Hypertension (high blood pressure) accounts for 35-50% of stroke risk. Blood pressure reduction of 10 mmHg systolic or 5 mmHg diastolic reduces the risk of stroke by ~40%. Lowering blood pressure has been conclusively shown to prevent both ischemic and hemorrhagic strokes. It is equally important in secondary prevention.Even patients older than 80 years and those with isolated systolic hypertension benefit from antihypertensive therapy.The available evidence does not show large differences in stroke prevention between antihypertensive drugs —therefore, other factors such as protection against other forms of cardiovascular disease should be considered and cost.
Those with atrial fibrillation have a 5% a year risk of stroke, and this risk is higher in those with valvular atrial fibrillation.Depending on the stroke risk, anticoagulation with medications such as warfarin or aspirin is warranted for stroke prevention.
High cholesterol levels have been inconsistently associated with (ischemic) stroke.Statins have been shown to reduce the risk of stroke by about 15%.Since earlier meta-analyses of other lipid-lowering drugs did not show a decreased risk,[statins might exert their effect through mechanisms other than their lipid-lowering effects.
Diabetes mellitus increases the risk of stroke by 2 to 3 times. While intensive control of blood sugar has been shown to reduce microvascular complications such as nephropathyand retinopathy it has not been shown to reduce macrovascular complications such as stroke.
Oral anticoagulants such as warfarin have been the mainstay of stroke prevention for over 50 years. However, several studies have shown that aspirin and antiplatelet drugs are highly effective in secondary prevention after a stroke or transient ischemic attack. Low doses of aspirin (for example 75–150 mg) are as effective as high doses but have fewer side effects; the lowest effective dose remains unknown.Thienopyridines (clopidogrel, ticlopidine) “might be slightly more effective” than aspirin and have a decreased risk ofgastrointestinal bleeding, but they are more expensive.Their exact role remains controversial. Ticlopidine has more skin rash, diarrhea, neutropenia and thrombotic thrombocytopenic purpura. Dipyridamole can be added to aspirin therapy to provide a small additional benefit, even though headache is a common side effect.Low-dose aspirin is also effective for stroke prevention after sustaining a myocardial infarction. Except for in atrial fibrillation, oral anticoagulants are not advised for stroke prevention —any benefit is offset by bleeding risk.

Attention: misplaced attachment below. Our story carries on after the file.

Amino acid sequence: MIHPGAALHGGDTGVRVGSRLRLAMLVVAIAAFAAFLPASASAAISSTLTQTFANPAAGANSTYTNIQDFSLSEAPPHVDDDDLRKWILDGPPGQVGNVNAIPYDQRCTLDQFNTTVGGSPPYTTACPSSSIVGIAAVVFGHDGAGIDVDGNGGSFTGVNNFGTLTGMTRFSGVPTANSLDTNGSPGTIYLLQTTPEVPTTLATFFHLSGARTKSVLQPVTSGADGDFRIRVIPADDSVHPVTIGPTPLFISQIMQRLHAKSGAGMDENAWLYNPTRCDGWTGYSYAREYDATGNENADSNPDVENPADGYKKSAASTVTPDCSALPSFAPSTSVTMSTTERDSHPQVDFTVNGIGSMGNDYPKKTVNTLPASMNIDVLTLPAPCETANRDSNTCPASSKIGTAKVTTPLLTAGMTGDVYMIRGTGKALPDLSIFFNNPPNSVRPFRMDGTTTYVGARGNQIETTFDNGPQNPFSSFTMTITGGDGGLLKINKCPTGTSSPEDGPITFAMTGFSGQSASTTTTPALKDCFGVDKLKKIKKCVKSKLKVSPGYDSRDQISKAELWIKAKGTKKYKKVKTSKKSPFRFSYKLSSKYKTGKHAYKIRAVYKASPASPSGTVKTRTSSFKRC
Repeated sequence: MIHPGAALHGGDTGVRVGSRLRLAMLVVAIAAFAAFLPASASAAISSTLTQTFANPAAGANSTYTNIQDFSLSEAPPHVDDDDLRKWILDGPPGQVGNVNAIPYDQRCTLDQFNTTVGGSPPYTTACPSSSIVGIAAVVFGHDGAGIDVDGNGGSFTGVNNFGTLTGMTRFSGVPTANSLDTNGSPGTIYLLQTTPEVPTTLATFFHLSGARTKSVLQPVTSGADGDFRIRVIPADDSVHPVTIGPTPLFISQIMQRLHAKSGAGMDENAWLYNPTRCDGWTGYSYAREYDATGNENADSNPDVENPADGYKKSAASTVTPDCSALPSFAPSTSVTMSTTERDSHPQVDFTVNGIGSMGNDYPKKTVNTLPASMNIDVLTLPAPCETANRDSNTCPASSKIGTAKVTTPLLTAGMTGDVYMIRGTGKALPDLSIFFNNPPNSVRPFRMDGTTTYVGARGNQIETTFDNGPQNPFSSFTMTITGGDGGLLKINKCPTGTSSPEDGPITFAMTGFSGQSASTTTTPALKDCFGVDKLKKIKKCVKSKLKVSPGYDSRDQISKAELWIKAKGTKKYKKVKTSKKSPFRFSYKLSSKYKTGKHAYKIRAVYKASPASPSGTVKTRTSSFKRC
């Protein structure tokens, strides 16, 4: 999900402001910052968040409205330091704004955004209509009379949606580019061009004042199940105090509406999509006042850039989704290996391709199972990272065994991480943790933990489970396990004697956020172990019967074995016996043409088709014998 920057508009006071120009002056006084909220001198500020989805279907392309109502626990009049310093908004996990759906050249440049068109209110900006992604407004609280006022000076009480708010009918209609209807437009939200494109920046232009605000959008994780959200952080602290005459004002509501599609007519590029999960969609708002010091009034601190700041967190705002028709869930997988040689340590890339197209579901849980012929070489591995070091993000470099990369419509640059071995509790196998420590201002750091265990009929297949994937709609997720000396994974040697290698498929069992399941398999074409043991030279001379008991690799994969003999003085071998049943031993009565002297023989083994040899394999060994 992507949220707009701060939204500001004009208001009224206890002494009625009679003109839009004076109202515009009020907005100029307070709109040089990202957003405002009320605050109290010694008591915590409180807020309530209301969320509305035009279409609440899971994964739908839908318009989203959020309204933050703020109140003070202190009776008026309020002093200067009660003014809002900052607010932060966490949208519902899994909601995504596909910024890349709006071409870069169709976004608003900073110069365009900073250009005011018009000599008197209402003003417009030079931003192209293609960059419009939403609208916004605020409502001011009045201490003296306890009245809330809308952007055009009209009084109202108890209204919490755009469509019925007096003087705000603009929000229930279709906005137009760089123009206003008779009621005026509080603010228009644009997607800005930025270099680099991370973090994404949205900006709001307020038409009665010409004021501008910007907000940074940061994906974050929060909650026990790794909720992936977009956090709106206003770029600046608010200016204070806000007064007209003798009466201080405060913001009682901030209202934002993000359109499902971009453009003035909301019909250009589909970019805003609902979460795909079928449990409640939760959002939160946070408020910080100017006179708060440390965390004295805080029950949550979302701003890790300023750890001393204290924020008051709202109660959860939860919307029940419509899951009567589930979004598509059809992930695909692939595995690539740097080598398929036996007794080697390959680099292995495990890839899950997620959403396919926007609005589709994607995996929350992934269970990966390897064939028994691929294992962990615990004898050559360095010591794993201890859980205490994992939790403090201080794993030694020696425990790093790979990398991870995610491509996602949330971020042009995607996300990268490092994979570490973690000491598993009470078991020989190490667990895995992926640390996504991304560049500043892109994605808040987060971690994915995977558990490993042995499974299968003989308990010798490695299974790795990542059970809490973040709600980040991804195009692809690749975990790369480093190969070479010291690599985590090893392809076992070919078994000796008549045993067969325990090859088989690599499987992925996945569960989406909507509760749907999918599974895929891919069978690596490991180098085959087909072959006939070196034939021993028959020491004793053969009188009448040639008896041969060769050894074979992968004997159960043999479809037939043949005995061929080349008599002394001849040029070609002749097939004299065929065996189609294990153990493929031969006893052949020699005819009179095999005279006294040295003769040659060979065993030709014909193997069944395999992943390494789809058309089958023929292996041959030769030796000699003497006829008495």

In primary prevention however, antiplatelet drugs did not reduce the risk of ischemic stroke while increasing the risk of major bleeding. Further studies are needed to investigate a possible protective effect of aspirin against ischemic stroke in women.
Carotid endarterectomy or carotid angioplasty can be used to remove atherosclerotic narrowing (stenosis) of the carotid artery. There is evidence supporting this procedure in selected cases. Endarterectomy for a significant stenosis has been shown to be useful in the secondary prevention after a previous stroke.
Carotid artery stenting has not been shown to be equally useful. Patients are selected for surgery based on age, gender, degree of stenosis, time since symptoms and patients’ preferences. Surgery is most efficient when not delayed too long —the risk of recurrent stroke in a patient who has a 50% or greater stenosis is up to 20% after 5 years, but endarterectomy reduces this risk to around 5%. The number of procedures needed to cure one patient was 5 for early surgery (within two weeks after the initial stroke), but 125 if delayed longer than 12 weeks.
Screening for carotid artery narrowing has not been shown to be a useful screening test in the general population. Studies of surgical intervention for carotid artery stenosis without symptoms have shown only a small decrease in the risk of stroke.To be beneficial, the complication rate of the surgery should be kept below 4%.
Even then, for 100 surgeries, 5 patients will benefit by avoiding stroke, 3 will develop stroke despite surgery, 3 will develop stroke or die due to the surgery itself, and 89 will remain stroke-free but would also have done so without intervention.